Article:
Tomorrow Never Dies’s 20th: Jigsaw puzzle

Tomorrow Never Dies poster

This year marks the 20th anniversary of Tomorrow Never Dies, a jigsaw puzzle of a production.

Just when the pieces seemed to be coming together one way, they had to be disassembled and put together another.

That condition certainly applied to the script. Producers Michael G. Wilson and Barbara Broccoli initially employed Donald E. Westlake. That effort was dropped.

Next up, Bruce Feirstein, who had penned the later drafts of GoldenEye, started a new story line. Other scribes worked on the project before Feirstein returned, doing rewrites on the fly while filming was underway.

Locations ended up being a puzzle as well. Much of the story was set in Vietnam. But the Asian country abruptly revoked permission to film there. The Eon Productions crew had to quickly go to Thailand as a substitute.

The score from composer David Arnold would also be a jigsaw puzzle. The newcomer scored the movie in thirds. (He explained the process in detail in an audio interview with journalist Jon Burlingame that was released on a later expanded soundtrack release.) There would be next to no time for normal post-production work.

Principal photography didn’t begin until April 1, 1997, and production would extend into early September for a movie slated to open just before Christmas.

It was star Pierce Brosnan’s second turn as 007. In the documentary Everything or Nothing, he said his Bond films other than GoldenEye were all a blur. That blur began with this production.

Also, during the film’s buildup, the publicity machine emphasized how Michelle Yeoh’s Wai Lin, a Chinese agent, was Bond’s equal. This wasn’t exactly a new development. Barbara Bach’s Agent Triple-X in The Spy Who Loved Me was “his equal in every way,” according to that movie’s director, Lewis Gilbert. Nor would Tomorrow Never Dies be the last time “Bond’s equal” would come up in marketing.

In some ways, Tomorrow Never Dies was the end of an era.

It was the last opportunity to have John Barry return to score a Bond film. He declined when told he wouldn’t be permitted to write the title song. That opened up the door for Arnold, who’d score the next four 007 movies.

This would also be the final time a Bond movie was released under the United Artists banner. UA was a division of Metro-Goldwyn-Mayer in 1997. Two years later, MGM decided to release The World is Not Enough under its own name.

The movie, directed by Roger Spottiswoode, generated global box office of $339.5 million. That was lower than GoldenEye’s $356.4 million. Still, it was more than ample to keep the series, and its Brosnan era, going.

Jonny Quest score available from La-La Land Records

Race Bannon about to rescue Jonny Quest

Race Bannon about to rescue Jonny Quest

The score to the original 1964-65 Jonny Quest cartoon series is now AVAILABLE FROM LA-LA LAND RECORDS.

The series, created by cartoonist Doug Wildey, originally ran on prime-time on ABC. It was Hanna-Barbera’s first attempt at a realistic-looking presentation (well, except for Jonny’s pet dog, Bandit).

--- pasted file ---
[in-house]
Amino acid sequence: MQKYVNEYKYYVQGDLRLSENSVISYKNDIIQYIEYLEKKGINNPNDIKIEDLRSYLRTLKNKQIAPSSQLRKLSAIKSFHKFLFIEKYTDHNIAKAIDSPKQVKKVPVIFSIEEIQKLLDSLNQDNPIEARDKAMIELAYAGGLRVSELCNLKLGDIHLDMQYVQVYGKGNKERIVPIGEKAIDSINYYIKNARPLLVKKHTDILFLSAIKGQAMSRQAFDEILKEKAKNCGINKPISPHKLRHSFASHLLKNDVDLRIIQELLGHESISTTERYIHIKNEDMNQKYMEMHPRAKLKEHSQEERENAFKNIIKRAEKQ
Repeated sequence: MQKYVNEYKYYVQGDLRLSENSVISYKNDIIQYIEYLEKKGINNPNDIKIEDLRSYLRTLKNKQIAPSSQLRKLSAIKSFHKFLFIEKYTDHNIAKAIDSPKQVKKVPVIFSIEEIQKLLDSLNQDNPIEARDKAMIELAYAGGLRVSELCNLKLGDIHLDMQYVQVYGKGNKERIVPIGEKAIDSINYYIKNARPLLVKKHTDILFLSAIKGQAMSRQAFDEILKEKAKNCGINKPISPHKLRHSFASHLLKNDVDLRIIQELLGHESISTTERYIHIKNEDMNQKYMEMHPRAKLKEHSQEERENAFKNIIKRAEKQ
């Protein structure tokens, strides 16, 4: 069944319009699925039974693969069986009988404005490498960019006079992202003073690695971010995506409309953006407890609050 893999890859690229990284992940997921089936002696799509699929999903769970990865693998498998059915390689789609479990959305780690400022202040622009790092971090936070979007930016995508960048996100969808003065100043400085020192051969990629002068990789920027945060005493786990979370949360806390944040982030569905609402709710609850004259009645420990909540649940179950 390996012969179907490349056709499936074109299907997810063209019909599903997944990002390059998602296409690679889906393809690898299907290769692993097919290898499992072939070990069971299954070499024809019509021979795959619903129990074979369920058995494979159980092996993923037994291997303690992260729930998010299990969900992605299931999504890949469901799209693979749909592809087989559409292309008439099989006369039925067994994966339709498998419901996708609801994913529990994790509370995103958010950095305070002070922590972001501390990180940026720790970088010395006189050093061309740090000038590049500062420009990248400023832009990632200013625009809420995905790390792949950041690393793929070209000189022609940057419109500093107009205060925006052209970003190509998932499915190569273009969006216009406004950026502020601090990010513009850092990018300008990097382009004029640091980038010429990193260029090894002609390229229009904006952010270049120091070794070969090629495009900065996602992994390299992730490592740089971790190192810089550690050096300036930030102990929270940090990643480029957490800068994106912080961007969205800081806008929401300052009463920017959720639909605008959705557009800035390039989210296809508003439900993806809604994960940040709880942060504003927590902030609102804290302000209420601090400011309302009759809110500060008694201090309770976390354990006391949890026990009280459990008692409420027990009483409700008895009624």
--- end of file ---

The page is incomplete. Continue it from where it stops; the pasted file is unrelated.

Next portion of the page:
There were later revivals but for some fans, nothing tops the original.

Here’s an excerpt from the announcement:

La-La Land Records and Warner Bros. present the world premiere release of the original television score to the 1964-65 classic animated Hanna-Barbera adventure series JONNY QUEST, with music by William Hanna, Joseph Barbera and Hoyt Curtin and musical direction by Hoyt Curtin and Ted Nichols. Requested by fans for decades, the thrilling and groundbreaking original music from one of the most beloved 60’s animated shows of all time finally makes its official debut with this deluxe, knockout 2-CD presentation.

Only 3,000 of the soundtrack sets will be sold and the price is $24.98. The set includes liner notes by Jon Burlingame and Jeff Bond. Burlingame has produced soundtracks to The Man From U.N.C.L.E. and Mission: Impossible series.

Below is an excerpt from an online documentary about Jonny Quest that highlights Hoyt Curtin’s work.

Morton Stevens: Obscure composer, famous tune

Morton Stevens (1929-1991)

Morton Stevens (1929-1991)

Another in a series about unsung figures of television.

The name Morton Stevens is barely known by the general public. Yet his signature piece of work — the theme to Hawaii Five-O (or Five-0 as it’s spelled for the revival series that began in 2010) — is almost universally recognized.

In the 1950s, Stevens worked for Sammy Davis Jr. as his music arranger. Then, in 1960, Davis had the chance to perform a dramatic role in The Patsy, an episode of The General Electric Theater, an anthology series.

According to television and film music historian Jon Burlingame (in an audio commentary for the DVD set for the Thriller anthology show hosted by Boris Karloff), Davis wanted Stevens to score the episode. Stevens got the assignment and made a career switch.

Stevens quickly began scoring a variety of genres, including Westerns, crime dramas and horror (the aforementioned Thriller series). And then there were his espionage-show efforts.